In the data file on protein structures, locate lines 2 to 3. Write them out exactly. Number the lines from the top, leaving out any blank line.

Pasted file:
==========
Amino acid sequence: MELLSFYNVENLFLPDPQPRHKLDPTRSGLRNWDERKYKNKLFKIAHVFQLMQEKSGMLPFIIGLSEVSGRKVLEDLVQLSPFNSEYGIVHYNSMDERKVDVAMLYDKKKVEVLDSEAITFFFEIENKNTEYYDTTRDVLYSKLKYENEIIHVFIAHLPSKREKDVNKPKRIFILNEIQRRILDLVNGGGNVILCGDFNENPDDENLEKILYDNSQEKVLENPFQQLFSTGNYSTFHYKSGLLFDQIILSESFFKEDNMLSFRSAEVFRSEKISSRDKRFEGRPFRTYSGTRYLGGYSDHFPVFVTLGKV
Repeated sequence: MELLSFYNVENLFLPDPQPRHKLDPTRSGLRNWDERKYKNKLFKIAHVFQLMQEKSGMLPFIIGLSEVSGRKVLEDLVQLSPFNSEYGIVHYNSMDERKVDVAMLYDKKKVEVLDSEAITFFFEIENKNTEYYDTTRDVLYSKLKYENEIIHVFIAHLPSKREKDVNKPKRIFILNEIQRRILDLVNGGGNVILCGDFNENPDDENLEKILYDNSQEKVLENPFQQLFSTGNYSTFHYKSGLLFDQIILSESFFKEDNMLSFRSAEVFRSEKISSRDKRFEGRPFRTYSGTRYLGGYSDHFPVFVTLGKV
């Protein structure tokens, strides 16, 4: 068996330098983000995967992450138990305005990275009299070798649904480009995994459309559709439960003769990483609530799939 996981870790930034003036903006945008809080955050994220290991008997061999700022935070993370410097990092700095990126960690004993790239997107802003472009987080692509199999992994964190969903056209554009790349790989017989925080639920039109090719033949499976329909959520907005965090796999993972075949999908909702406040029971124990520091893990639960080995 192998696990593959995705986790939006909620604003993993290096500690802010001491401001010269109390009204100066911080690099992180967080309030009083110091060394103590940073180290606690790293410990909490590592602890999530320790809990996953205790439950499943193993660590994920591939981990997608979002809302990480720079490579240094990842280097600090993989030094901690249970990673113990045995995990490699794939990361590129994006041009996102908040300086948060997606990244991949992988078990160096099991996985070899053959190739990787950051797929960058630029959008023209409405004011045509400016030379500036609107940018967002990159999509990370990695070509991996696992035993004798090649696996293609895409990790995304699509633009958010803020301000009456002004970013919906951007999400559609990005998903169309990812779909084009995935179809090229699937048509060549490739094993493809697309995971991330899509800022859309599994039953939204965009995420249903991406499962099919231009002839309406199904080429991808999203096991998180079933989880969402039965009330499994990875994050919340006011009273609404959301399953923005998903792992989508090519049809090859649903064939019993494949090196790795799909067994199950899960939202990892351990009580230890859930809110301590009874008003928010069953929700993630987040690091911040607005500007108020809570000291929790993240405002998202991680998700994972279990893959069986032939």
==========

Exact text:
Repeated sequence: MELLSFYNVENLFLPDPQPRHKLDPTRSGLRNWDERKYKNKLFKIAHVFQLMQEKSGMLPFIIGLSEVSGRKVLEDLVQLSPFNSEYGIVHYNSMDERKVDVAMLYDKKKVEVLDSEAITFFFEIENKNTEYYDTTRDVLYSKLKYENEIIHVFIAHLPSKREKDVNKPKRIFILNEIQRRILDLVNGGGNVILCGDFNENPDDENLEKILYDNSQEKVLENPFQQLFSTGNYSTFHYKSGLLFDQIILSESFFKEDNMLSFRSAEVFRSEKISSRDKRFEGRPFRTYSGTRYLGGYSDHFPVFVTLGKV
């Protein structure tokens, strides 16, 4: 068996330098983000995967992450138990305005990275009299070798649904480009995994459309559709439960003769990483609530799939 996981870790930034003036903006945008809080955050994220290991008997061999700022935070993370410097990092700095990126960690004993790239997107802003472009987080692509199999992994964190969903056209554009790349790989017989925080639920039109090719033949499976329909959520907005965090796999993972075949999908909702406040029971124990520091893990639960080995 192998696990593959995705986790939006909620604003993993290096500690802010001491401001010269109390009204100066911080690099992180967080309030009083110091060394103590940073180290606690790293410990909490590592602890999530320790809990996953205790439950499943193993660590994920591939981990997608979002809302990480720079490579240094990842280097600090993989030094901690249970990673113990045995995990490699794939990361590129994006041009996102908040300086948060997606990244991949992988078990160096099991996985070899053959190739990787950051797929960058630029959008023209409405004011045509400016030379500036609107940018967002990159999509990370990695070509991996696992035993004798090649696996293609895409990790995304699509633009958010803020301000009456002004970013919906951007999400559609990005998903169309990812779909084009995935179809090229699937048509060549490739094993493809697309995971991330899509800022859309599994039953939204965009995420249903991406499962099919231009002839309406199904080429991808999203096991998180079933989880969402039965009330499994990875994050919340006011009273609404959301399953923005998903792992989508090519049809090859649903064939019993494949090196790795799909067994199950899960939202990892351990009580230890859930809110301590009874008003928010069953929700993630987040690091911040607005500007108020809570000291929790993240405002998202991680998700994972279990893959069986032939």